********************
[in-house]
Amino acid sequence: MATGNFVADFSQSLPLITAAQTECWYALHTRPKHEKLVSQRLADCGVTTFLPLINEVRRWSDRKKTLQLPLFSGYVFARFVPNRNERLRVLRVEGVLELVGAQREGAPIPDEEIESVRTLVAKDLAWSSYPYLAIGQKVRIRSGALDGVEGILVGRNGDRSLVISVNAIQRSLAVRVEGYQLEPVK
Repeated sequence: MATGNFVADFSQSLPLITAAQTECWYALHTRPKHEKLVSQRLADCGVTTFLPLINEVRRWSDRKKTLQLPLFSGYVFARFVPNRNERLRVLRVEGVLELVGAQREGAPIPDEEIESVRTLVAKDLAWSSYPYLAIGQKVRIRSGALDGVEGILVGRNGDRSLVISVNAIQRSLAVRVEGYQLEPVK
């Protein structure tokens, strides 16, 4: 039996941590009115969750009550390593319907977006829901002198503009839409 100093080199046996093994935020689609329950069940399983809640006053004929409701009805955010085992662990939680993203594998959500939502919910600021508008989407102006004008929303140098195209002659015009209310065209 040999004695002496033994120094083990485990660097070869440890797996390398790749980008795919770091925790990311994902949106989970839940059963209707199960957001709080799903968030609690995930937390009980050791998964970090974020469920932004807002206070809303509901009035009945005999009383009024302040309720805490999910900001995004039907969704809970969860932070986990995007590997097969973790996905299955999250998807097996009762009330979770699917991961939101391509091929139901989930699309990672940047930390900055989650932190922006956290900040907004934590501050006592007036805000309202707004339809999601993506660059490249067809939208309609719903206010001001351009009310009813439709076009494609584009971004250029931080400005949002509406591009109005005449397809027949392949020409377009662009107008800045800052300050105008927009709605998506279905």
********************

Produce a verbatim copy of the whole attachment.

[in-house]
Amino acid sequence: MATGNFVADFSQSLPLITAAQTECWYALHTRPKHEKLVSQRLADCGVTTFLPLINEVRRWSDRKKTLQLPLFSGYVFARFVPNRNERLRVLRVEGVLELVGAQREGAPIPDEEIESVRTLVAKDLAWSSYPYLAIGQKVRIRSGALDGVEGILVGRNGDRSLVISVNAIQRSLAVRVEGYQLEPVK
Repeated sequence: MATGNFVADFSQSLPLITAAQTECWYALHTRPKHEKLVSQRLADCGVTTFLPLINEVRRWSDRKKTLQLPLFSGYVFARFVPNRNERLRVLRVEGVLELVGAQREGAPIPDEEIESVRTLVAKDLAWSSYPYLAIGQKVRIRSGALDGVEGILVGRNGDRSLVISVNAIQRSLAVRVEGYQLEPVK
């Protein structure tokens, strides 16, 4: 039996941590009115969750009550390593319907977006829901002198503009839409 100093080199046996093994935020689609329950069940399983809640006053004929409701009805955010085992662990939680993203594998959500939502919910600021508008989407102006004008929303140098195209002659015009209310065209 040999004695002496033994120094083990485990660097070869440890797996390398790749980008795919770091925790990311994902949106989970839940059963209707199960957001709080799903968030609690995930937390009980050791998964970090974020469920932004807002206070809303509901009035009945005999009383009024302040309720805490999910900001995004039907969704809970969860932070986990995007590997097969973790996905299955999250998807097996009762009330979770699917991961939101391509091929139901989930699309990672940047930390900055989650932190922006956290900040907004934590501050006592007036805000309202707004339809999601993506660059490249067809939208309609719903206010001001351009009310009813439709076009494609584009971004250029931080400005949002509406591009109005005449397809027949392949020409377009662009107008800045800052300050105008927009709605998506279905």